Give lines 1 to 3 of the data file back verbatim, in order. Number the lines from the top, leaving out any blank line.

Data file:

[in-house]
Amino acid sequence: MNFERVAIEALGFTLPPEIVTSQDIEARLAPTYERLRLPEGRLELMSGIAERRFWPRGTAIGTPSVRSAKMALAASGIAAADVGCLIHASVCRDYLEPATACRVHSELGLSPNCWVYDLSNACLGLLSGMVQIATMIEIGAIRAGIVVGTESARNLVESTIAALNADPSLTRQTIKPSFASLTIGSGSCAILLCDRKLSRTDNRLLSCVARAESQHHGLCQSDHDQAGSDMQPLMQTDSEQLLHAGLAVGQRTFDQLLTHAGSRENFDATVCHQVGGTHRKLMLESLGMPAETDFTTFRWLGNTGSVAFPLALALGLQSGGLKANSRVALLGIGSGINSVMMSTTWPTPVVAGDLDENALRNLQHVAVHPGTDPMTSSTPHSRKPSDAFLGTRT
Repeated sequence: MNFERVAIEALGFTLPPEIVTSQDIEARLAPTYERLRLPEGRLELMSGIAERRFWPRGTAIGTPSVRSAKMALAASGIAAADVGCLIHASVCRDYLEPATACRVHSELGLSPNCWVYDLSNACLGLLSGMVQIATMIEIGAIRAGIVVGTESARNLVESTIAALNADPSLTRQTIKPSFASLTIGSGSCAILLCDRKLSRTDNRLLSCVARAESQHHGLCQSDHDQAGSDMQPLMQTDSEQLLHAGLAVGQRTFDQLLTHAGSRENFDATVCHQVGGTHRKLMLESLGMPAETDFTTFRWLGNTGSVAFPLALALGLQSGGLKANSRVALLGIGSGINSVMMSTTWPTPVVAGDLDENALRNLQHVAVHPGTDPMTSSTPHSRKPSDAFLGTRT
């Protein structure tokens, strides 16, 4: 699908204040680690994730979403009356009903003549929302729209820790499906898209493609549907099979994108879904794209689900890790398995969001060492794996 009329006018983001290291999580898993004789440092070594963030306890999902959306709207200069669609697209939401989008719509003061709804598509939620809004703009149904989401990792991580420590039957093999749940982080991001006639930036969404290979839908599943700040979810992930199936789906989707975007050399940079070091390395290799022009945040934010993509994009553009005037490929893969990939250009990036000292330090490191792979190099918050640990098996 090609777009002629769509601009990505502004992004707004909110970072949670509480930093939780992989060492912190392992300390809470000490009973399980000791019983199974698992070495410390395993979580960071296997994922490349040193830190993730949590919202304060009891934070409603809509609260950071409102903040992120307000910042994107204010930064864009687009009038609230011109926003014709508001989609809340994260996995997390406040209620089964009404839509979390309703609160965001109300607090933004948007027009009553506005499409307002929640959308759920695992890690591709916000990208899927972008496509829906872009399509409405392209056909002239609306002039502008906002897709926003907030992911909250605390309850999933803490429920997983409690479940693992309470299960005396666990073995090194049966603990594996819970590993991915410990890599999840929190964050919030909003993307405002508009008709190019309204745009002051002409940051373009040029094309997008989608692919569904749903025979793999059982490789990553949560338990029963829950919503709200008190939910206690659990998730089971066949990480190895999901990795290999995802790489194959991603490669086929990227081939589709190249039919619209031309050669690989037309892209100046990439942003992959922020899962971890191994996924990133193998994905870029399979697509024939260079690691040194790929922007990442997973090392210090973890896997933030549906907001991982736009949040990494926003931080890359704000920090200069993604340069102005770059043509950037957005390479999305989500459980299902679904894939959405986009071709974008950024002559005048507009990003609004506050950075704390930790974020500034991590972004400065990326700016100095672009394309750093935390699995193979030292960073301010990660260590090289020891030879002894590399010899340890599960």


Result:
[in-house]
Amino acid sequence: MNFERVAIEALGFTLPPEIVTSQDIEARLAPTYERLRLPEGRLELMSGIAERRFWPRGTAIGTPSVRSAKMALAASGIAAADVGCLIHASVCRDYLEPATACRVHSELGLSPNCWVYDLSNACLGLLSGMVQIATMIEIGAIRAGIVVGTESARNLVESTIAALNADPSLTRQTIKPSFASLTIGSGSCAILLCDRKLSRTDNRLLSCVARAESQHHGLCQSDHDQAGSDMQPLMQTDSEQLLHAGLAVGQRTFDQLLTHAGSRENFDATVCHQVGGTHRKLMLESLGMPAETDFTTFRWLGNTGSVAFPLALALGLQSGGLKANSRVALLGIGSGINSVMMSTTWPTPVVAGDLDENALRNLQHVAVHPGTDPMTSSTPHSRKPSDAFLGTRT
Repeated sequence: MNFERVAIEALGFTLPPEIVTSQDIEARLAPTYERLRLPEGRLELMSGIAERRFWPRGTAIGTPSVRSAKMALAASGIAAADVGCLIHASVCRDYLEPATACRVHSELGLSPNCWVYDLSNACLGLLSGMVQIATMIEIGAIRAGIVVGTESARNLVESTIAALNADPSLTRQTIKPSFASLTIGSGSCAILLCDRKLSRTDNRLLSCVARAESQHHGLCQSDHDQAGSDMQPLMQTDSEQLLHAGLAVGQRTFDQLLTHAGSRENFDATVCHQVGGTHRKLMLESLGMPAETDFTTFRWLGNTGSVAFPLALALGLQSGGLKANSRVALLGIGSGINSVMMSTTWPTPVVAGDLDENALRNLQHVAVHPGTDPMTSSTPHSRKPSDAFLGTRT